Lawyer says Police Accountability Board was racked by ‘confusion, tension, and paranoia’ 

click to enlarge Conor Dwyer Reynolds, executive director of the Police Accountability Board, is currently on administrative leave pending an independent investigation into personnel issues at the agency.


Conor Dwyer Reynolds, executive director of the Police Accountability Board, is currently on administrative leave pending an independent investigation into personnel issues at the agency.

A lawyer for the city’s Police Accountability Board claimed the work environment at the nascent agency was “overwhelmed by confusion, tension, and paranoia” fostered by the organization’s executive director, Conor Dwyer Reynolds.

Reynolds was placed on administrative leave last month pending an investigation by an outside attorney into unspecified personnel issues within the agency.

The accusations against him, lodged by Chenoa Maye, associate general counsel for the board, were contained in a complaint that was filed with the city and the state Division of Human Rights in May.

The filings were obtained by CITY on Wednesday, a day after Reynolds published an essay online that accused his boss, the PAB’s chair, Shani Wilson, of sexually harassing him.

Maye’s complaint, first filed with the city’s Human Resources Department on May 11, also accuses Reynolds and a board member, Bob Harrison, of harassment and racial discrimination.

“Mr. Reynolds has used manipulation of staff, procedural interference and outright lies to curate a work environment overwhelmed by confusion, tension, and paranoia,” the complaint reads.

The PAB is in the midst of a hiring freeze that was imposed by City Council following Reynolds’ suspension. Council President Miguel Melendez has been put in charge of approving all of its spending.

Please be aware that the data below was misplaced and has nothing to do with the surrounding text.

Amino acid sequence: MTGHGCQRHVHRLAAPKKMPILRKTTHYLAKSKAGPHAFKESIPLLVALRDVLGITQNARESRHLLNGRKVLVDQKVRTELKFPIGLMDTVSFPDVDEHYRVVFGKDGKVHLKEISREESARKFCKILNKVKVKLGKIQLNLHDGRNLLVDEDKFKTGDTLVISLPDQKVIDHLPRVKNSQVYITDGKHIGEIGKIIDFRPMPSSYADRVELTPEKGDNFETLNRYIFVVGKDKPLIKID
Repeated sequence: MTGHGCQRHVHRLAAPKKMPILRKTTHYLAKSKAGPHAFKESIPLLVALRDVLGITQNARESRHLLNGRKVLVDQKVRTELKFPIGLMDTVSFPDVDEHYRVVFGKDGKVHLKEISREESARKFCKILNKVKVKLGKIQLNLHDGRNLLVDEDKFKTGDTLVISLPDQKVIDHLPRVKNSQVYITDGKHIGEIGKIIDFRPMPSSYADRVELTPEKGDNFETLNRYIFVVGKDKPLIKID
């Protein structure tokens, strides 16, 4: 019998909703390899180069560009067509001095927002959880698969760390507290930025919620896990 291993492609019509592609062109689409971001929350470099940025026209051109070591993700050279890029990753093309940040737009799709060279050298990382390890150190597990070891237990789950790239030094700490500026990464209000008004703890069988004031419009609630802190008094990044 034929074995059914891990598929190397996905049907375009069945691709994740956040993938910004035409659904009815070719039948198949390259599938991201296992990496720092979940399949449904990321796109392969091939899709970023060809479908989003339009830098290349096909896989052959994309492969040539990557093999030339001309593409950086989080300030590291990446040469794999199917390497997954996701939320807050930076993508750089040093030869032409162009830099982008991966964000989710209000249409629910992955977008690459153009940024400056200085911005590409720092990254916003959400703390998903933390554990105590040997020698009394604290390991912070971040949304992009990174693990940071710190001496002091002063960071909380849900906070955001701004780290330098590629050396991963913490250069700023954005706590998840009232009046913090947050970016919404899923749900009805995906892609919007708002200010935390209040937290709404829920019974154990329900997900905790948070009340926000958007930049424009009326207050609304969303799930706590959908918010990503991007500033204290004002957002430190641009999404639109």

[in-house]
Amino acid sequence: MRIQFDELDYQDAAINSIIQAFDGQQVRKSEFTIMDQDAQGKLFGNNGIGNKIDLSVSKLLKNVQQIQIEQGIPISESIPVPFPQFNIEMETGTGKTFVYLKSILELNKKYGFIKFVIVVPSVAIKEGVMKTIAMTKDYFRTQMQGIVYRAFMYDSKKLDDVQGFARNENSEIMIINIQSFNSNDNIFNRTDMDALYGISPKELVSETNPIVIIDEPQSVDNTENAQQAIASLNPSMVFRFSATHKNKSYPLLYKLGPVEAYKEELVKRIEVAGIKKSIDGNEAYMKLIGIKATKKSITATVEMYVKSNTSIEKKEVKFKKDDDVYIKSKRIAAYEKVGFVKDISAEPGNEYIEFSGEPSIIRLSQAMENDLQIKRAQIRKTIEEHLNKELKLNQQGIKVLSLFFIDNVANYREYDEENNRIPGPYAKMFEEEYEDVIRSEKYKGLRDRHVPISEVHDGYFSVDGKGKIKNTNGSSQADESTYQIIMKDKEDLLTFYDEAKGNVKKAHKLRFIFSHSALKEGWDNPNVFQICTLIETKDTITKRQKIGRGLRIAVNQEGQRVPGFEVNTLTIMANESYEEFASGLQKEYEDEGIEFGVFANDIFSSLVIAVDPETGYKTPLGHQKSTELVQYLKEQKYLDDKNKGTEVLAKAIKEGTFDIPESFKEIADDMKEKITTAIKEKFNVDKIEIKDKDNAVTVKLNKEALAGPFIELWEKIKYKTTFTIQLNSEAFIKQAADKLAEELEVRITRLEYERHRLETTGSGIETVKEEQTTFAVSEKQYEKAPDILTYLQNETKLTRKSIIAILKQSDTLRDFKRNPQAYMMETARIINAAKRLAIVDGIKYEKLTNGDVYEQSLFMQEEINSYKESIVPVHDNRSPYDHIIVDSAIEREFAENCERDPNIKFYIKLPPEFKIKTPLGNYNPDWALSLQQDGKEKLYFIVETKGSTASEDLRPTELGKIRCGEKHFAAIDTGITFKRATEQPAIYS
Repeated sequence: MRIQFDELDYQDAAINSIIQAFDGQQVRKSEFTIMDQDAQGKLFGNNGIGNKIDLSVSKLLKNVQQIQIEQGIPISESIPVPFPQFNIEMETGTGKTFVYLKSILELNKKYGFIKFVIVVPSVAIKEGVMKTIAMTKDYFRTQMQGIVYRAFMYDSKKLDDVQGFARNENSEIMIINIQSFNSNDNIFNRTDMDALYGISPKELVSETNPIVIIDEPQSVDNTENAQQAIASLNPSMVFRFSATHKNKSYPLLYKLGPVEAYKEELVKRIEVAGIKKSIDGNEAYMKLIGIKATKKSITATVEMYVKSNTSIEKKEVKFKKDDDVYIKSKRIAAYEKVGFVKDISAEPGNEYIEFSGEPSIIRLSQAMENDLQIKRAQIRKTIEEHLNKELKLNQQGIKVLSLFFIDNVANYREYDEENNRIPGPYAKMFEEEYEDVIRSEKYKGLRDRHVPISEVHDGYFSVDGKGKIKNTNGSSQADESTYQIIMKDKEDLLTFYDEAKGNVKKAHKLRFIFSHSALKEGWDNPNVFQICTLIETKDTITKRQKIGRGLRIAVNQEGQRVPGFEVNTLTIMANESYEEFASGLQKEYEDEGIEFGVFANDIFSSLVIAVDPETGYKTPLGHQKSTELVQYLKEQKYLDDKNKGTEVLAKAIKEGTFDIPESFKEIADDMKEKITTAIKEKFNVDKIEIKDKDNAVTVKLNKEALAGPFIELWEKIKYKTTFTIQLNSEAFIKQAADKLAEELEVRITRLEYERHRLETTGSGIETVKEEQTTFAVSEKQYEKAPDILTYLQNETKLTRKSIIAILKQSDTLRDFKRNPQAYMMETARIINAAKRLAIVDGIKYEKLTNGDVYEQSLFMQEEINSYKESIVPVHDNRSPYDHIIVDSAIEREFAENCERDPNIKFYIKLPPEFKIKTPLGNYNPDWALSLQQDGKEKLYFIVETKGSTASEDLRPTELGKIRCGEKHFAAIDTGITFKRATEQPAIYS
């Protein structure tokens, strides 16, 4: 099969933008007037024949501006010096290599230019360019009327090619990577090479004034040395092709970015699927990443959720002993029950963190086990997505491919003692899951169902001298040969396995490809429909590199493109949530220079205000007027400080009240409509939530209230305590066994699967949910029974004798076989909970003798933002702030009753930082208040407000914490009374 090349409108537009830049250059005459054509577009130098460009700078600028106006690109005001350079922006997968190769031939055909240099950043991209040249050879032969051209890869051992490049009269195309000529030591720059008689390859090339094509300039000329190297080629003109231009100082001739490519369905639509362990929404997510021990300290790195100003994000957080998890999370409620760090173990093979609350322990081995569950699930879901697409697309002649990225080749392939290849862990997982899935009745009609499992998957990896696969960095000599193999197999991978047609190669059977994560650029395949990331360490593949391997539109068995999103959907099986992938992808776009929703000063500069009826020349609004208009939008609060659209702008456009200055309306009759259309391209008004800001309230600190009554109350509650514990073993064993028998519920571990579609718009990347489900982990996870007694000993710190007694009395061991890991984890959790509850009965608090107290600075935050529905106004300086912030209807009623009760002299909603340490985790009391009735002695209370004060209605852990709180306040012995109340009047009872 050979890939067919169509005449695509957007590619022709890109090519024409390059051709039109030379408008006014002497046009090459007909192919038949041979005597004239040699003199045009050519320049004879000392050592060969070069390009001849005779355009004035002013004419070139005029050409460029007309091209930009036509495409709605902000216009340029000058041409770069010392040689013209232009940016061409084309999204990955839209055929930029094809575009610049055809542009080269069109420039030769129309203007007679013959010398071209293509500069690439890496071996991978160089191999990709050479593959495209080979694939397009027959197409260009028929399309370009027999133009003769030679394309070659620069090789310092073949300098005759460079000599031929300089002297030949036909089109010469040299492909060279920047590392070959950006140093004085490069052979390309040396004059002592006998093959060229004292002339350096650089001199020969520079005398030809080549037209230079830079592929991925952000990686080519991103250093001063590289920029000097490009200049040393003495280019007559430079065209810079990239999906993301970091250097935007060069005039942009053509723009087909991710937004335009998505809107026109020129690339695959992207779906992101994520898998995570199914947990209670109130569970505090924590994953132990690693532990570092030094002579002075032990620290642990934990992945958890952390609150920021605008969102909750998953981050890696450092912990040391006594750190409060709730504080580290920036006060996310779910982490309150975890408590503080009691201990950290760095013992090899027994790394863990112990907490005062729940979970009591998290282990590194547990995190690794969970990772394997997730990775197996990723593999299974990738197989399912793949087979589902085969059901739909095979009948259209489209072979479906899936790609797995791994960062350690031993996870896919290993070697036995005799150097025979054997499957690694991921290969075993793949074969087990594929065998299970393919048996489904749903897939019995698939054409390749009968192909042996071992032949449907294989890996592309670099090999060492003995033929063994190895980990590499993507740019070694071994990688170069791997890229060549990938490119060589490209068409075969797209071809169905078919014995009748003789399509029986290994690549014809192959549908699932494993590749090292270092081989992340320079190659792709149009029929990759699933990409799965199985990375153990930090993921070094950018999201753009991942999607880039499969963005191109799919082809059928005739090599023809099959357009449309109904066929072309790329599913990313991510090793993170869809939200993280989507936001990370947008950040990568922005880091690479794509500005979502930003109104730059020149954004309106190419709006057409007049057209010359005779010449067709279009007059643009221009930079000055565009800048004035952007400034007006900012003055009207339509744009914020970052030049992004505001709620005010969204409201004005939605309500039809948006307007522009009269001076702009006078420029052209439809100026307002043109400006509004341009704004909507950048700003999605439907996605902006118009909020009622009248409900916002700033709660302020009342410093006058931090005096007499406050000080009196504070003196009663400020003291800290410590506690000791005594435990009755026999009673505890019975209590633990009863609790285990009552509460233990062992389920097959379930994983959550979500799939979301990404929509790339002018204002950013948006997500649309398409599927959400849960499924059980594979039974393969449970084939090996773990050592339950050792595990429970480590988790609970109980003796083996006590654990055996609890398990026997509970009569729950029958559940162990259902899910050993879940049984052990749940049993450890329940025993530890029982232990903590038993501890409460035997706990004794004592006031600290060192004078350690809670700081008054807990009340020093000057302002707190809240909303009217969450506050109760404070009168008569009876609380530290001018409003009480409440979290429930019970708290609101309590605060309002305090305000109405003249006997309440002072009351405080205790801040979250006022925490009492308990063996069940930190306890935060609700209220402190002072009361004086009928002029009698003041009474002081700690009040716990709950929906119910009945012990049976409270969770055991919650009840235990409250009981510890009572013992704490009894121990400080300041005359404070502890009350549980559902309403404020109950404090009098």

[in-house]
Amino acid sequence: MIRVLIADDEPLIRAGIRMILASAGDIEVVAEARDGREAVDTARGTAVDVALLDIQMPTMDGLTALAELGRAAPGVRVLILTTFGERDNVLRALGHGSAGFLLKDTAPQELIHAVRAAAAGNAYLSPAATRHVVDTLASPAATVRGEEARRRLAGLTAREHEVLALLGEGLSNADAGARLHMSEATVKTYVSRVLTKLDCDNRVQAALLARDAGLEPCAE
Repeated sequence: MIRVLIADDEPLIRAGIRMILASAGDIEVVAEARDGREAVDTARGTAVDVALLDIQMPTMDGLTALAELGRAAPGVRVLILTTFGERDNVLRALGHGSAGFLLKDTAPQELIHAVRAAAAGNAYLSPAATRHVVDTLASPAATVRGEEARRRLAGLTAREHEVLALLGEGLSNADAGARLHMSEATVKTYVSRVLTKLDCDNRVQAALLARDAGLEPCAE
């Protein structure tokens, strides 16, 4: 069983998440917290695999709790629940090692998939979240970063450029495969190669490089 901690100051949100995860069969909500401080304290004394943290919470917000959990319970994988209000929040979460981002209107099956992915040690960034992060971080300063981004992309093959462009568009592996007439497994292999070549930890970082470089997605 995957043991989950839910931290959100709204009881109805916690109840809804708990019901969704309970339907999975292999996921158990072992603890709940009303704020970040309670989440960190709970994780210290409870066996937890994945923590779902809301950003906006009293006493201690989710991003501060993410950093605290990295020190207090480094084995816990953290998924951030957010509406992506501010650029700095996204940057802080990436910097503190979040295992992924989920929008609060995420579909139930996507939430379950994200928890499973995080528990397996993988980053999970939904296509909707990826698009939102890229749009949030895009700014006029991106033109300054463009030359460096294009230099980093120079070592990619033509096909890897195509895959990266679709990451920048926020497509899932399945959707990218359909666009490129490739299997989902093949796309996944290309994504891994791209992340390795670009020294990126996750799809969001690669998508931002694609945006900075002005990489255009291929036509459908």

Some Council members have openly asked representatives of the board what they have been doing since the agency got on its feet last year with an allotment of $5 million in the city budget.

The complaint against Reynolds described a work environment in which Reynolds allegedly retaliated against employees for questioning spending and used arbitrary hiring practices to bring on unfit employees. It also claimed that other staff “appeared to be sitting idle with nothing to do and minimal supervision.”

Senior staff met on April 27 and sent a memo to Reynolds and board members stating they had concerns with communication inside of the agency, a lack of transparency between PAB leadership and City Council, a general lack of understanding among staffers of their roles and responsibilities, and arbitrary decision-making by leadership, according to the complaint.

The complaint also recalled an instance in which Reynolds allegedly referred to a law student who had been hired by the agency but hadn’t passed the bar as a staff attorney. The complaint claimed he said he wanted the PAB to be a “training ground” for inexperienced staff.

Reynolds met with board members May 5 to respond to the concerns, according to the complaint. During the meeting, he allegedly accused Maye of aggressive and threatening behavior and of orchestrating a coup, and leveled his own accusations of harassment against Wilson.

He reiterated those accusations in his essay, published on the blogging site Medium. Reynolds claimed that Wilson began harassing him soon after he began working for the board in October 2020. A month into his time at the board, he wrote, Wilson showed up at his house, tried to get him to drink, and asked him to sleep with her.

Bolstering Maye’s complaint against Reynolds was a statement from board member Drorah Setel. The statement, dated June 7, echoed Maye’s allegations and described Reynolds’ behavior at the May 5 meeting as “desperate and hysterical.”

In her statement, Setel alleged Reynolds engaged in cronyism by hiring his friends and accused Reynolds of acting inappropriately toward Wilson.

“I witnessed Conor Dwyer Reynolds touch Shani Wilson at least two to three times, and observed Shani Wilson was noticeably uncomfortable with Mr. Dwyer Reynolds touching her,” the statement reads.

The PAB was formed following a November 2019 referendum in which 75 percent of voters supported it. One of its stated functions was to investigate allegations of misconduct against Rochester police officers.

Representatives of the board have said that the agency expects to begin taking complaints from the public on June 20.

Gino Fanelli is a CITY staff writer. He can be reached at (585) 775-9692 or [email protected].
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